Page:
The Obama administration, in a move that may protect U.S. aid to Egypt, has concluded that it doesn’t have to make a formal determination on whether the ouster of President Mohammed Morsi was a coup, a State Department official said.
Making such a determination, which potentially would have required cutting off aid, wouldn’t be in the U.S. national interest, State Department spokeswoman Jennifer Psaki said today. Egypt is a stabilizing force in the region, and it’s to the U.S.’s advantage to continue providing aid, she said.
“Our national security interests influence our policy as it relates to aid with Egypt,” Psaki told reporters at a State Department briefing. “We reviewed the legal obligations and determined we did not need to make a determination one way or the other.”
Morsi, Egypt’s first freely elected civilian president, was ousted on July 3 by the military after days of protest by opponents of his Islamist-backed government. President Barack Obama asked U.S. agencies that day to review whether Morsi’s removal required halting about $1.5 billion in U.S. aid, of which $1.3 billion is in the form of military assistance.
A U.S. law requires denying “any assistance to the government of any country whose duly elected head of government is deposed by a military coup d’etat or decree,” or a coup “in which the military plays a decisive role.”
The administration concluded that “the continued provision of assistance to Egypt, consistent with our law, is important to our goal of advancing a responsible transition to democratic governance and is consistent with our national security interests,” Psaki said. “Egypt serves as a stabilizing pillar of regional peace and security, and the United States has a national security interest in a stable and successful democratic transition in Egypt.”
Psaki didn’t provide a legal rationale for not making a determination about whether a coup occurred. Her comments came after Deputy Secretary of State William Burns briefed members of Congress in closed sessions yesterday.
Psaki said the administration will work with U.S. lawmakers “to determine how best to continue assistance to Egypt in a manner that encourages Egypt’s interim government to quickly and responsibly transition back to a stable, democratic, civilian-led and inclusive government.”
Members of Congress had differed over whether U.S. aid needed to be suspended. Senate Armed Services Committee Chairman Carl Levin, a Michigan Democrat, has said the law shouldn’t force a cutoff of military assistance.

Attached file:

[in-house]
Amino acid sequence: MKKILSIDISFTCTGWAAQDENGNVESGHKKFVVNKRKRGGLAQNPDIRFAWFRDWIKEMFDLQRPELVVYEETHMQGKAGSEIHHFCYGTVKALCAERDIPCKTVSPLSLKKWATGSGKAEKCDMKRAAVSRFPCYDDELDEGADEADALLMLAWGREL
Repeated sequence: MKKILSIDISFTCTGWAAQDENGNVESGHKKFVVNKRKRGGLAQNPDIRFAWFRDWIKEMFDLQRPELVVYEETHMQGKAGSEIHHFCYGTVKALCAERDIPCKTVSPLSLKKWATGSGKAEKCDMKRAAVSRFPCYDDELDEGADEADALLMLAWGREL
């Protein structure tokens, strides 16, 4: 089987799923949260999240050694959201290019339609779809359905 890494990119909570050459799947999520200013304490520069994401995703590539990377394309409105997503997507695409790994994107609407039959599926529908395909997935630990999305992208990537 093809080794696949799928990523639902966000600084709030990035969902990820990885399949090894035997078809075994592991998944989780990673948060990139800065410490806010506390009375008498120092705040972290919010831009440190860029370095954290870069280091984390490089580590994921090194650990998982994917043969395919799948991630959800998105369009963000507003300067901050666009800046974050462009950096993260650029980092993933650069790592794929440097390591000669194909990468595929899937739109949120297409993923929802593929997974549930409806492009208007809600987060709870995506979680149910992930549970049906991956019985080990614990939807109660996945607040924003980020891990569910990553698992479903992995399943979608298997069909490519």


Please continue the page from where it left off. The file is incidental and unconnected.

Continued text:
Arizona Republican Senator John McCain said while he didn’t want to suspend the aid, U.S. law was “very clear” that assistance had to be withheld. Vermont Democratic Senator Patrick Leahy, chairman of the Senate Appropriations subcommittee that oversees the State Department and foreign operations, also has said the law clearly calls for a cutoff.
Burns’s visit to Capitol Hill came a day after the Defense Department said it was delaying the planned delivery of four F-16 fighter jets to Egypt because of the “fluid situation” there after Morsi’s ouster.
Supporters of Morsi and his Muslim Brotherhood have held daily protests since the army’s intervention that ousted him. Almost 100 people have been killed in clashes, as the violence undermines efforts by the new army-installed government to ease tensions and revive the economy.
The Brotherhood has called Morsi’s removal a coup, demanded his reinstatement and objected to efforts by the interim government to forge a transition.
Egyptian judicial authorities today accused Morsi of conspiring with the Palestinian militant group Hamas, the state- run Middle East News Agency reported. The allegations also include attacks on security buildings, jailbreaks, murder and abduction, MENA reported, saying Morsi would continue to be detained for 15 days during the inquiry.
Thousands of supporters of the former president flocked to Cairo’s Rabaa el-Adawiya square, while thousands of his opponents gathered in Tahrir Square, amid warnings the continuation of more than a month of protests was dragging Egypt deeper into conflict.
Morsi’s opponents were responding to a call by Egypt’s military chief, Abdelfatah al-Seesi, for Egyptians to take to the streets and give the military and police a broad mandate to combat “violence” and “terrorism.” The Muslim Brotherhood urged rallies today against Morsi’s ouster, putting the Islamists on a collision course with the army.
“The Obama administration is concerned by any rhetoric that inflames tensions and could possibly lead to more violence,” White House spokesman Josh Earnest told reporters traveling yesterday to Florida with Obama on Air Force One.
While Earnest didn’t address the coup designation directly, he said “we’ve stated publicly that it is our view, it is the view of the administration, that it’s not in the best interest of the United States of America for us to make significant changes to our assistance to Egypt at this point.”
The U.S. is “engaged in a number of conversations at a number of different levels with Egyptian officials,” Earnest said. “And part of that message is the reiteration of our view that they should move expeditiously back in the direction of democratically elected government.”
Egypt has been the second-largest recipient of U.S. foreign aid since 1979, after Israel, according to the Congressional Research Service.
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